Blair & Brown’s NHS cuts boost the Tories


ONLY those with short memories, or strong stomachs, did not have to stop themselves vomiting when hearing Tory leader David Cameron talk about his support for the National Health Service at the weekend.

The Conservative Party leader parachuted himself onto the platform at Saturday’s rally of 12,000 junior doctors demonstrating in London against the Labour government’s new appointment scheme for training places, the Medical Training Application Service (MTAS).

This was followed by Cameron’s keynote speech to the Tory party’s Spring conference in Nottingham, on public services, yesterday.

The junior doctors were protesting on Saturday at the fact that 33,000 of them are applying for 18,000 training places online through an unfair selection process that is in chaos. At least 15,000 will be left without training posts and face surviving as staff-grade doctors on short-term contracts, and thousands will be jobless.

A smooth operator in opportunist populism, Cameron told the junior doctors what they wanted to hear – that MTAS was an ‘utter shambles’, that it should be scrapped if the government could not address their concerns and there should be a specialist post for ‘every junior doctor in England’.

He did not say that, in the disastrous event that there is a Conservative administration in the future, he will do any of these things and, of course, did not mention the issue of NHS funding or privatisation.

The Tory leader was relying on his listeners having an attention span only as long as his last sound bite.

He hoped that they had forgotten that for 18 years (1979-1997) successive Tory governments starved the NHS of funds, closed hospitals, brought private contractors into the NHS and with them the super-bug infections cause by dirty hospitals, set up the business model of hospital NHS trusts and brought in the market system of the purchaser-provider divide.

Under the Tories, thousands of junior doctors worked in hospitals for years, putting in very long hours (up to 106 hours a week) before they got a training post. Many gave up in despair.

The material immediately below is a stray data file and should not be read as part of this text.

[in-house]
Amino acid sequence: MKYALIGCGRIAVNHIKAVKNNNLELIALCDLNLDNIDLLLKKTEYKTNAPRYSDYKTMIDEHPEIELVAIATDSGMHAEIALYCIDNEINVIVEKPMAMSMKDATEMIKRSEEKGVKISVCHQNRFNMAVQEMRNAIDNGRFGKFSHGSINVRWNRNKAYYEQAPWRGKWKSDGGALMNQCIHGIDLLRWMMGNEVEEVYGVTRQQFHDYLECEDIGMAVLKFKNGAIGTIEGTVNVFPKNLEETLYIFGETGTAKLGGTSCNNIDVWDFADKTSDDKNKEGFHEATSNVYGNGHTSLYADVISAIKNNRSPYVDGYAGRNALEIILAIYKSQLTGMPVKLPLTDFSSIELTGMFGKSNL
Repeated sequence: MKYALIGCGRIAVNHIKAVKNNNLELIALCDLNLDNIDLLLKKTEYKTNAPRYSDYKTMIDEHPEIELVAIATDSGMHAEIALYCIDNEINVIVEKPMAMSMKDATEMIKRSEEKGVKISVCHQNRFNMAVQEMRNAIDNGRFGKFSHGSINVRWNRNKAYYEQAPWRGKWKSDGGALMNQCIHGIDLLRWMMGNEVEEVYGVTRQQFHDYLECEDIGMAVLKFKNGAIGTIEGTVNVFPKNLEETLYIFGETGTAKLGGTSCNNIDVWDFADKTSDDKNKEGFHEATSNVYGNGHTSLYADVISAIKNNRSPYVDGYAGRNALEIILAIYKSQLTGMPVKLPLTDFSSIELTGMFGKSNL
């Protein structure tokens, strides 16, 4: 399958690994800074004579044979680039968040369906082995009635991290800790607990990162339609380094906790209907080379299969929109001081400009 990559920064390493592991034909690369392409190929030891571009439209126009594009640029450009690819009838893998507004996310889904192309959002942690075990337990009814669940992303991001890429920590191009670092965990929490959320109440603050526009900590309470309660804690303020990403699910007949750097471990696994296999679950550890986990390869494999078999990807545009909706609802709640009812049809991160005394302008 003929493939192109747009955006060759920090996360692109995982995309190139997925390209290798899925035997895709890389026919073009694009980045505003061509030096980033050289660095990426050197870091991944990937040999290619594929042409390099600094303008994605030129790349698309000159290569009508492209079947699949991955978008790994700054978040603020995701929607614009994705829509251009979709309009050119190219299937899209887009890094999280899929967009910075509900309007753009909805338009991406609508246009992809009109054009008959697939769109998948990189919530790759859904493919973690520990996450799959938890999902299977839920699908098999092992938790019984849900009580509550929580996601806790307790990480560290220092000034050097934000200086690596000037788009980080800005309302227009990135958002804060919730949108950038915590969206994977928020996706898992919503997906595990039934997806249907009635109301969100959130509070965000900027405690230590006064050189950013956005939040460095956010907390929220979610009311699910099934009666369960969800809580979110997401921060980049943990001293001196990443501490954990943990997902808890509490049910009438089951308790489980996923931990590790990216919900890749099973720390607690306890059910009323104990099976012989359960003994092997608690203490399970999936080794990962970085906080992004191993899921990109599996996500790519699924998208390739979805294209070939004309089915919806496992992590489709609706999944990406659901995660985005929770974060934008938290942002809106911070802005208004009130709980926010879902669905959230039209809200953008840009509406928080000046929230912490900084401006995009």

The organisers of Saturday’s doctors’ protest invited speakers from all the major parliamentary parties to address their rally.

But the Labour leadership refused to turn up to speak to the angry doctors, allowing Liberal Democrat spokesman Tom Brake, MP, and Cameron to be the only speakers from political parties at the rally.

There was also no sign of the trade union leaders, who formed NHSTogether last year, through the Trades Union Congress, to link up with the British Medical Association (BMA) and the Royal College of Nursing (RCN) and other NHS staff organisations.

Even the BMA leaders, like Chairman James Johnson, had nothing to say to the junior doctors, because they are working with the government to impose a revamped MTAS and do not support scrapping it.

The fact that Labour and trade union leaders had nothing to say to junior doctors, who are in the front line of the NHS crisis, allowed Cameron to monopolise the platform at the rally.

So you have the situation where, on Wednesday, Blair, Brown and company united with the Tories in a de facto coalition to spend billions on British imperialism’s war machine, by rebuilding the Trident nuclear missile system.

Then, on Saturday, Cameron found that the government’s attacks on the NHS have given him everything he needs for a fake NHS campaign and a platform for his blatant electioneering.

When Blair goes, Cameron is getting ready to demand a general election, using every populist trick in the book.

So it is urgent that the working class take action now to defend the NHS, by organising pickets, strikes and occupations, to stop the decimation of local hospitals.

Trade unionists must immediately demand that their leaders call all-out national strike action to stop the destruction of the NHS and bring down the Blair government.

Leaders who refuse to fight in this situation must be replaced in this struggle for a workers’ government that will restore the NHS.

This is the way to put an end to the unofficial Blair-Cameron coalition and halt the Tories’ election campaigning in its tracks, ensuring that there will never be a Conservative government, or a coalition national government.